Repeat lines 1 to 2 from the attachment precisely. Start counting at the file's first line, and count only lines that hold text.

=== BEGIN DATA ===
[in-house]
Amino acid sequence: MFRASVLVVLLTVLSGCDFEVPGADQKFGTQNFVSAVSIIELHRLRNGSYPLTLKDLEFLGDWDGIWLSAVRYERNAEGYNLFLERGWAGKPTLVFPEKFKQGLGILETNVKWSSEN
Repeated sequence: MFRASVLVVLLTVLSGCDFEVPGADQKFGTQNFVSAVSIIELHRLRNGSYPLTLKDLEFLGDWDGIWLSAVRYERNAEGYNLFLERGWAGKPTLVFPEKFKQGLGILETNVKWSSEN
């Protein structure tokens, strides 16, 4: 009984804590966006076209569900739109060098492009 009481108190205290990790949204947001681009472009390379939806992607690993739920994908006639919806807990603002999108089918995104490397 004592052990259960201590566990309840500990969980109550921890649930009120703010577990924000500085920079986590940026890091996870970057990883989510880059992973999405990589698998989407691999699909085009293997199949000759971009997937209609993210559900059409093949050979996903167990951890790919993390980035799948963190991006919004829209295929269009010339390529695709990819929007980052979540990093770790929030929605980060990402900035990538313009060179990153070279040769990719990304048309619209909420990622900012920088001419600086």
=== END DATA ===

[in-house]
Amino acid sequence: MFRASVLVVLLTVLSGCDFEVPGADQKFGTQNFVSAVSIIELHRLRNGSYPLTLKDLEFLGDWDGIWLSAVRYERNAEGYNLFLERGWAGKPTLVFPEKFKQGLGILETNVKWSSEN